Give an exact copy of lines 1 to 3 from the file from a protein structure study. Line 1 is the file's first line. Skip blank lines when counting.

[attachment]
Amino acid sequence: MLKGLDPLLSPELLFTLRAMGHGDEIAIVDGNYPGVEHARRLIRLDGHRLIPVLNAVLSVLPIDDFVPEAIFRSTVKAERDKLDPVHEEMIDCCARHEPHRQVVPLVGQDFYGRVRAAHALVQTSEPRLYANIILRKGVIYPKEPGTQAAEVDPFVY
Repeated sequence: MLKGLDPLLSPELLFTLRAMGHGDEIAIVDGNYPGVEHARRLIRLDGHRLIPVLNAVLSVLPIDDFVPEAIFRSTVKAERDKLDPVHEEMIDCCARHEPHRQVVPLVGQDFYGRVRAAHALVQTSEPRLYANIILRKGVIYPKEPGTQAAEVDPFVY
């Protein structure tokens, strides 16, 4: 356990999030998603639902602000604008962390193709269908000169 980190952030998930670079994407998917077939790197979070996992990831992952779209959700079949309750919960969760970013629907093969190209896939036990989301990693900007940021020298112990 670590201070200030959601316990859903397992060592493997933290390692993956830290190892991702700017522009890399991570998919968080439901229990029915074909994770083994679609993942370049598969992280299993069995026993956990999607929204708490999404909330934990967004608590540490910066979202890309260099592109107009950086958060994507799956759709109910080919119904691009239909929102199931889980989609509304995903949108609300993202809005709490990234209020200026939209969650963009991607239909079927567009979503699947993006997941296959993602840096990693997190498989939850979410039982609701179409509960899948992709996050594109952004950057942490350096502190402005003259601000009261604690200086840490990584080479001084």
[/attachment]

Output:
Amino acid sequence: MLKGLDPLLSPELLFTLRAMGHGDEIAIVDGNYPGVEHARRLIRLDGHRLIPVLNAVLSVLPIDDFVPEAIFRSTVKAERDKLDPVHEEMIDCCARHEPHRQVVPLVGQDFYGRVRAAHALVQTSEPRLYANIILRKGVIYPKEPGTQAAEVDPFVY
Repeated sequence: MLKGLDPLLSPELLFTLRAMGHGDEIAIVDGNYPGVEHARRLIRLDGHRLIPVLNAVLSVLPIDDFVPEAIFRSTVKAERDKLDPVHEEMIDCCARHEPHRQVVPLVGQDFYGRVRAAHALVQTSEPRLYANIILRKGVIYPKEPGTQAAEVDPFVY
């Protein structure tokens, strides 16, 4: 356990999030998603639902602000604008962390193709269908000169 980190952030998930670079994407998917077939790197979070996992990831992952779209959700079949309750919960969760970013629907093969190209896939036990989301990693900007940021020298112990 670590201070200030959601316990859903397992060592493997933290390692993956830290190892991702700017522009890399991570998919968080439901229990029915074909994770083994679609993942370049598969992280299993069995026993956990999607929204708490999404909330934990967004608590540490910066979202890309260099592109107009950086958060994507799956759709109910080919119904691009239909929102199931889980989609509304995903949108609300993202809005709490990234209020200026939209969650963009991607239909079927567009979503699947993006997941296959993602840096990693997190498989939850979410039982609701179409509960899948992709996050594109952004950057942490350096502190402005003259601000009261604690200086840490990584080479001084």